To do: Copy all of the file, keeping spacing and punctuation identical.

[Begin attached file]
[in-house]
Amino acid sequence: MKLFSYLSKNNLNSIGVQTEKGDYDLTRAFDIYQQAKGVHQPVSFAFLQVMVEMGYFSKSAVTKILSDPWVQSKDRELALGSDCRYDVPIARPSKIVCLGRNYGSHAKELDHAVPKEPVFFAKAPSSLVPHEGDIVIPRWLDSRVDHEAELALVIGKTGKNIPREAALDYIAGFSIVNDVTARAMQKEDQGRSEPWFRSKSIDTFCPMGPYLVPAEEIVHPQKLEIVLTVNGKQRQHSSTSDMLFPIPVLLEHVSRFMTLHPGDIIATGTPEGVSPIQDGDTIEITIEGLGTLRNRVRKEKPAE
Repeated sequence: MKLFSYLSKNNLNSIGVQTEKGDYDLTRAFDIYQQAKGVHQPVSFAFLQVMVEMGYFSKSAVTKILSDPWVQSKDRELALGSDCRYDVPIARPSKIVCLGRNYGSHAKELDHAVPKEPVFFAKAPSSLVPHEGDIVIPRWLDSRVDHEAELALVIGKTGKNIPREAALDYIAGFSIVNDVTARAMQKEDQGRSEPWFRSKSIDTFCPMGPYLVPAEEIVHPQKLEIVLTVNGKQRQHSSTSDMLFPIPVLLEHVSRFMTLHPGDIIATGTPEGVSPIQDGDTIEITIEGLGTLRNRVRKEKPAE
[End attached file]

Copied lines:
[in-house]
Amino acid sequence: MKLFSYLSKNNLNSIGVQTEKGDYDLTRAFDIYQQAKGVHQPVSFAFLQVMVEMGYFSKSAVTKILSDPWVQSKDRELALGSDCRYDVPIARPSKIVCLGRNYGSHAKELDHAVPKEPVFFAKAPSSLVPHEGDIVIPRWLDSRVDHEAELALVIGKTGKNIPREAALDYIAGFSIVNDVTARAMQKEDQGRSEPWFRSKSIDTFCPMGPYLVPAEEIVHPQKLEIVLTVNGKQRQHSSTSDMLFPIPVLLEHVSRFMTLHPGDIIATGTPEGVSPIQDGDTIEITIEGLGTLRNRVRKEKPAE
Repeated sequence: MKLFSYLSKNNLNSIGVQTEKGDYDLTRAFDIYQQAKGVHQPVSFAFLQVMVEMGYFSKSAVTKILSDPWVQSKDRELALGSDCRYDVPIARPSKIVCLGRNYGSHAKELDHAVPKEPVFFAKAPSSLVPHEGDIVIPRWLDSRVDHEAELALVIGKTGKNIPREAALDYIAGFSIVNDVTARAMQKEDQGRSEPWFRSKSIDTFCPMGPYLVPAEEIVHPQKLEIVLTVNGKQRQHSSTSDMLFPIPVLLEHVSRFMTLHPGDIIATGTPEGVSPIQDGDTIEITIEGLGTLRNRVRKEKPAE